The Carters — Everything Is Love
What to Know: Everything Is Love, the joint album from music’s most powerful power couple, was released midday Saturday without warning in the midst of Beyoncé and Jay-Z’s On the Run II tour. Rumors of a Jay-Bey project have swirled for as long as they’ve been an item: The pair first linked up on Jay’s “’03 Bonnie & Clyde,” but “Crazy in Love” was the moment their full potential as collaborators came into focus. “Crazy in Love” turned 15 years old last month, and they’ve taken us on a roller coaster ride in the interim. Most recently and notably, Jay’s infidelity nearly tore them apart but ended up blessing us with two incredible albums in Lemonade and 4:44 in 2016 and 2017, respectively. They’ve been been biding their time since, and now Everything Is Love is here to remind us what an album release can feel like when the artists behind it haven’t dragged out an overwhelming and exhausting rollout.
Why Stream It: Everything Is Love is the sonic sibling of Lemonade, but it’s not a narrative cap on the Becky With the Good Hair Trilogy. It is, in large part, a victory lap, mostly concerned with Bey and Jay showing appreciation for the ways in which they boost one another. Beyoncé does the heavy lifting here, and proves once again that when she chooses to rap, she’s just about unmatched in her ability to ride a beat. She does Migos better than Migos on “Apeshit,” an immediate standout that recruits Quavo for some choice ad-libs and features a Jay verse that’s disdainfully boastful in the way only a Jay verse can be: “I said no to the Super Bowl / You need me, I don’t need you.” On the Pharrell-assisted “Nice,” Bey slides into her verse so nimbly you may need to run her entrance back a few times. When she goes the stunting route, she’s exceptionally convincing; after spitting “If I gave two fucks about streaming numbers, woulda put Lemonade up on Spotify,” she drops a cloying “Fuck you” to her doubters. For everyone but the targets of their jabs, Everything Is Love will easily rank as the most purely fun event album of a jam-packed 2018 so far.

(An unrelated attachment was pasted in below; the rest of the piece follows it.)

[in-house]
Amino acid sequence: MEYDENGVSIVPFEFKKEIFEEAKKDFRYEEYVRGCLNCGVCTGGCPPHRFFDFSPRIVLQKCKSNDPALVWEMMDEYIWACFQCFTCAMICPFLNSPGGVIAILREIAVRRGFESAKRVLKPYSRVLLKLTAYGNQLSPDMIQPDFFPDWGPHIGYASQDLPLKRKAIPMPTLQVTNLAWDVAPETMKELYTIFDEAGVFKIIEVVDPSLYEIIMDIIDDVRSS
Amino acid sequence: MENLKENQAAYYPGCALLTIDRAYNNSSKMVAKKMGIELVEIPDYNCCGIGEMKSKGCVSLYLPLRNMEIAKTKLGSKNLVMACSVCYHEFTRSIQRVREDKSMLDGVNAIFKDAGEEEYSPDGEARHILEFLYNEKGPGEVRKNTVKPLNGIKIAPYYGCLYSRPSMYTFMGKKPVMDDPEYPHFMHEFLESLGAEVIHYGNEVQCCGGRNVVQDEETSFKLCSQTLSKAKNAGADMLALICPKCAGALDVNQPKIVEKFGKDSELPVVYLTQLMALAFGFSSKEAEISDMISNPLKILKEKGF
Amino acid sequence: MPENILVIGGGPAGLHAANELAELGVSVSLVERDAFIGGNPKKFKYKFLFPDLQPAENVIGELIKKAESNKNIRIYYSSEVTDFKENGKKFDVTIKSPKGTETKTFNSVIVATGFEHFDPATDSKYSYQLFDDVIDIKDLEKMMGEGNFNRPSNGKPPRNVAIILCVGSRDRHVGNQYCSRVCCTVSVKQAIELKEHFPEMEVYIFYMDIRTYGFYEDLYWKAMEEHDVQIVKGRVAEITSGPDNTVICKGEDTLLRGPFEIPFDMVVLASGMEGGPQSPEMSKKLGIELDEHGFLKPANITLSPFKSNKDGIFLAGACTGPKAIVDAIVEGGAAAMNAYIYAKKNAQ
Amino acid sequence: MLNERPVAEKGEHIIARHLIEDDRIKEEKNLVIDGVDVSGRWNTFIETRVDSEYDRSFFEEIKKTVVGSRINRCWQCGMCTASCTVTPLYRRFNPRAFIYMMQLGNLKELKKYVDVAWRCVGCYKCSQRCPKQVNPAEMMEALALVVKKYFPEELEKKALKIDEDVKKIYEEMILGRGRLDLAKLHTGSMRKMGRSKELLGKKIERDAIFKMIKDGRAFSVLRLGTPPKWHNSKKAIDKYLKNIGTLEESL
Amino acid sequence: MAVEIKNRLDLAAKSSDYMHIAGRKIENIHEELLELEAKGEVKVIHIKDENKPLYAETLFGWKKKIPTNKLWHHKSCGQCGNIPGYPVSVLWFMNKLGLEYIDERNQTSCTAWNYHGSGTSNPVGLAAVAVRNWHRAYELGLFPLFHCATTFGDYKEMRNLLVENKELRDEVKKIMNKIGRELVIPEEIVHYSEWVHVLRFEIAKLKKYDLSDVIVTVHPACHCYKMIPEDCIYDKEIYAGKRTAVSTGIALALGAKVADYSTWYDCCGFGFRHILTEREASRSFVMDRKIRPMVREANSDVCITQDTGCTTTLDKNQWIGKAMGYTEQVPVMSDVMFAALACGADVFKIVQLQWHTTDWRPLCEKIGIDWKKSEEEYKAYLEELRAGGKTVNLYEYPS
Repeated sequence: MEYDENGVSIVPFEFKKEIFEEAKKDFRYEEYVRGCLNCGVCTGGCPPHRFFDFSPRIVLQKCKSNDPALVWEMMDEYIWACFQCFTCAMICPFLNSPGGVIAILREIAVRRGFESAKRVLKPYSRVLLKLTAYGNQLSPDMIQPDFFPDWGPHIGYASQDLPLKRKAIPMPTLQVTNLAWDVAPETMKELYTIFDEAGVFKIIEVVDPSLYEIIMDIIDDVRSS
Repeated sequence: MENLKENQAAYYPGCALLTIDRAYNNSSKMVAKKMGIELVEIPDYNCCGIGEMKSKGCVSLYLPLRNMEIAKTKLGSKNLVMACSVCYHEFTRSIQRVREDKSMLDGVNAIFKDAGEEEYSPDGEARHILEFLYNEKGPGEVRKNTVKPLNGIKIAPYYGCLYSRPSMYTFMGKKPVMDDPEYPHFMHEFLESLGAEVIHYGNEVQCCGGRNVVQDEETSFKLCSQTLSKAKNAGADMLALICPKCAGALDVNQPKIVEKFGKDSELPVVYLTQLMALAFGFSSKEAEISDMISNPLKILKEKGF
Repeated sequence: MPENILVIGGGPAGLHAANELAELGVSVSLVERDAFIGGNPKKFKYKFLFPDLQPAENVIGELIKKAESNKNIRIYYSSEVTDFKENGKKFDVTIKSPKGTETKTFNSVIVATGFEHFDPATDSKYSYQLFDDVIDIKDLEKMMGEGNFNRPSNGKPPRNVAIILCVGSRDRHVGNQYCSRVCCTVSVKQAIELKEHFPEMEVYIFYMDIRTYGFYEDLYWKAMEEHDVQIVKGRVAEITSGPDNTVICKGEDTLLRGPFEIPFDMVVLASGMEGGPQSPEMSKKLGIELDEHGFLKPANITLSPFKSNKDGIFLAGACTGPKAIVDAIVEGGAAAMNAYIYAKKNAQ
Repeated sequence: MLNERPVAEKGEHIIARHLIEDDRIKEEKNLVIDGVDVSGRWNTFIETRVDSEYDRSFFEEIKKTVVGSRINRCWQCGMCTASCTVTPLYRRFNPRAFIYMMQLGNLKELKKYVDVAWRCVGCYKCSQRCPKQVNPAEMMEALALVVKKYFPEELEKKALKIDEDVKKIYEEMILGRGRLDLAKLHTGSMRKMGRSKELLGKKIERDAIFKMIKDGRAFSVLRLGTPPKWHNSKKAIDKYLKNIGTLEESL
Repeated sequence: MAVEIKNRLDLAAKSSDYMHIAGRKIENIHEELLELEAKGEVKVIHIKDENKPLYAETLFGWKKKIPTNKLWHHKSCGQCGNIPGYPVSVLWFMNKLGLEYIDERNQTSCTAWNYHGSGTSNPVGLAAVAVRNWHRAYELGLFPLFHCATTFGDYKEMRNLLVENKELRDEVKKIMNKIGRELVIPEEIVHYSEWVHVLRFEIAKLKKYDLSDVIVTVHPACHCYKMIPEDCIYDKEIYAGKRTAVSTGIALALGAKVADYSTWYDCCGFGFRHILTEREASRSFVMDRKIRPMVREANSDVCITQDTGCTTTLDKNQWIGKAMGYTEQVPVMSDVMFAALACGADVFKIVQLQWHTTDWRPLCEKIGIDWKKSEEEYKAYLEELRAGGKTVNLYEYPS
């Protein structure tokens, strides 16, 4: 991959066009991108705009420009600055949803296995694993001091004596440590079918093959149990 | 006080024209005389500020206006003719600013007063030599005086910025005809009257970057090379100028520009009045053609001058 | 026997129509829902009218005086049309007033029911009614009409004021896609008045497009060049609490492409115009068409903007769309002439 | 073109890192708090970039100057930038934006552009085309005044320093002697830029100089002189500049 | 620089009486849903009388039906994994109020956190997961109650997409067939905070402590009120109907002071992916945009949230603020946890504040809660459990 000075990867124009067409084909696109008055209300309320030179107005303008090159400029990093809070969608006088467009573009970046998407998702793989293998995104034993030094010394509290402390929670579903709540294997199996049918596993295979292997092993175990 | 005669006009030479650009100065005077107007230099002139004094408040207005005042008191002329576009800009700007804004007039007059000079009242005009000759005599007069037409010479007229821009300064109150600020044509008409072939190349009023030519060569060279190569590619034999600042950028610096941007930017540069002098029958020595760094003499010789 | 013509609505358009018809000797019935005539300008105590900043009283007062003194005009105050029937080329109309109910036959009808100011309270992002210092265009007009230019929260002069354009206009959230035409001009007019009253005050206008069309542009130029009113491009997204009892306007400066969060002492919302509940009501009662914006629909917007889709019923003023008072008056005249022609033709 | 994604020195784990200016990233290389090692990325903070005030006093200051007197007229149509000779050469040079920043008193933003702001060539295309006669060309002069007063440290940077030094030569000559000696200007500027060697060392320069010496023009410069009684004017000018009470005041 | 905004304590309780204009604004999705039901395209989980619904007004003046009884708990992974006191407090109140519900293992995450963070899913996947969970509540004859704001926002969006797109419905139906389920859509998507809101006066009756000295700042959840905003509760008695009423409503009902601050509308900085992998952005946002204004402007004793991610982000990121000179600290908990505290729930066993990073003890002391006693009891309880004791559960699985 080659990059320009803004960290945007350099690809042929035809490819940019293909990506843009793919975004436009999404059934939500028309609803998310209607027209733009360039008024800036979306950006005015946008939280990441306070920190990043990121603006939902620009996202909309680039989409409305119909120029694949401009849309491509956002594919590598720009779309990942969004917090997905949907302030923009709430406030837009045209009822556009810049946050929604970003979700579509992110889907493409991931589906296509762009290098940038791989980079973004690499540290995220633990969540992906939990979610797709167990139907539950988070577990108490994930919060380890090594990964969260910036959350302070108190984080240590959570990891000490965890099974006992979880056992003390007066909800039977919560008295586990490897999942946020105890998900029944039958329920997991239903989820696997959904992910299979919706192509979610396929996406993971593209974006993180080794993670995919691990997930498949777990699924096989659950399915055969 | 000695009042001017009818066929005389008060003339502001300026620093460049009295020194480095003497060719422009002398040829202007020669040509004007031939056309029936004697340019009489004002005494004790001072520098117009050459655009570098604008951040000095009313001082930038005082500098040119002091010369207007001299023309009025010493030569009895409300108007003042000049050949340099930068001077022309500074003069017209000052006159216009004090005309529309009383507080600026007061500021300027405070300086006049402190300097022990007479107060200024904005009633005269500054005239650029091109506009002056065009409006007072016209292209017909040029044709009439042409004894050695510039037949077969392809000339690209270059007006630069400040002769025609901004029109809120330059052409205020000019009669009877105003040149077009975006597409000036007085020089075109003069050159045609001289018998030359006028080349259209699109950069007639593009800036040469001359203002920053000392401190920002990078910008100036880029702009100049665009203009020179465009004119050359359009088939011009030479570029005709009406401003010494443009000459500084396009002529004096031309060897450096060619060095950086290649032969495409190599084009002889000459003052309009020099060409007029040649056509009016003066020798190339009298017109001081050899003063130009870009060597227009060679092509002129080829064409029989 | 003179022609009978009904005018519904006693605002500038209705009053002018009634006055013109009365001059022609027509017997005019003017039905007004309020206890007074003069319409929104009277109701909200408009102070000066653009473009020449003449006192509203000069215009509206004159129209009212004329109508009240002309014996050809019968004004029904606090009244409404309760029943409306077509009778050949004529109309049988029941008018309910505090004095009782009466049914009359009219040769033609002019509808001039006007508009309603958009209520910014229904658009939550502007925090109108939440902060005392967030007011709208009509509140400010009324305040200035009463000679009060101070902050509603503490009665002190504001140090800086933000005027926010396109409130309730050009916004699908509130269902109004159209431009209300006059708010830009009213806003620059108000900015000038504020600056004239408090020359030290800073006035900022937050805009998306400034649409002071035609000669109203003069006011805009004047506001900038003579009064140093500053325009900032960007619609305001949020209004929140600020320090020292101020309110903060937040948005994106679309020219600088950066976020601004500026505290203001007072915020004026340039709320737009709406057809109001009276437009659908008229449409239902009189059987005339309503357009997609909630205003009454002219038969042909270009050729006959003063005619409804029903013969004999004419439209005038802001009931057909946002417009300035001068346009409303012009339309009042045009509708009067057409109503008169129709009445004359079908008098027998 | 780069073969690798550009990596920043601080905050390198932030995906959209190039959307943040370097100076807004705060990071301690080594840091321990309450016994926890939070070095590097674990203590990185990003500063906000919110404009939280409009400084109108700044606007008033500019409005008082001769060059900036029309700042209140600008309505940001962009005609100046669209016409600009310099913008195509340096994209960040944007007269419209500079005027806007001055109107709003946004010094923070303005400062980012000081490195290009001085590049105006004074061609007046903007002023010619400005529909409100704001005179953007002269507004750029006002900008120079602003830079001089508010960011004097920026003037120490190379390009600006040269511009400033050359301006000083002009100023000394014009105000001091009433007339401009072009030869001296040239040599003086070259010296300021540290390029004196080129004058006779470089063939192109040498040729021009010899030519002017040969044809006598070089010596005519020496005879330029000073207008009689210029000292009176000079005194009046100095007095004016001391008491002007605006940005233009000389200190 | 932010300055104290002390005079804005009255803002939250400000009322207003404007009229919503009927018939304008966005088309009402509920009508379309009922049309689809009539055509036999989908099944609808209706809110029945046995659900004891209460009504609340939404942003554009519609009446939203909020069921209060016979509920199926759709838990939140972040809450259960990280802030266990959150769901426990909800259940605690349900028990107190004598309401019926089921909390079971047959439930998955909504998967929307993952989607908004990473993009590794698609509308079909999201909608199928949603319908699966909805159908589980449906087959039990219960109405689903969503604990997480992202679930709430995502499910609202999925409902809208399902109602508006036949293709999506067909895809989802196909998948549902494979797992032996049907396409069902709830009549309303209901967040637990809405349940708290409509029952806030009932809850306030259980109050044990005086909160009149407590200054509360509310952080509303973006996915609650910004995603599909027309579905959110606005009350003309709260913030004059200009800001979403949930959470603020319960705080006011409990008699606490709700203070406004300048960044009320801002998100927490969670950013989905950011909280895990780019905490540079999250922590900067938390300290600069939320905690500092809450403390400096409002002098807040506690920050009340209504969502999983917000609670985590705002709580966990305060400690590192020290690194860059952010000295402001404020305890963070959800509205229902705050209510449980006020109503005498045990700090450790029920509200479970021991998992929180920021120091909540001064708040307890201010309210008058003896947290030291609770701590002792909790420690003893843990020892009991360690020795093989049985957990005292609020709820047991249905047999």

Why Skip It: Listen, Jay-Z is my favorite rapper of all time, and I happen to think he’s the greatest to ever do it. There is, however, no debating the fact he’s a replacement-level player on Everything Is Love. Though he does occasionally dip into “How do you do, fellow kids?” territory, Jay is generally capable at keeping up with the times. Keeping up with his wife is another story altogether. There’s an almost binary rule for enjoyment on Everything Is Love: If the voice you’re hearing is Beyoncé’s, it’s energetic, forceful, and current; if it’s Jay’s, it sounds … fine. There’s no excuse (lack of Tidal access aside) not to give Everything Is Love a spin or 20 this weekend. But you might find yourself fantasizing about how much better it would sound as a Queen Bey solo project.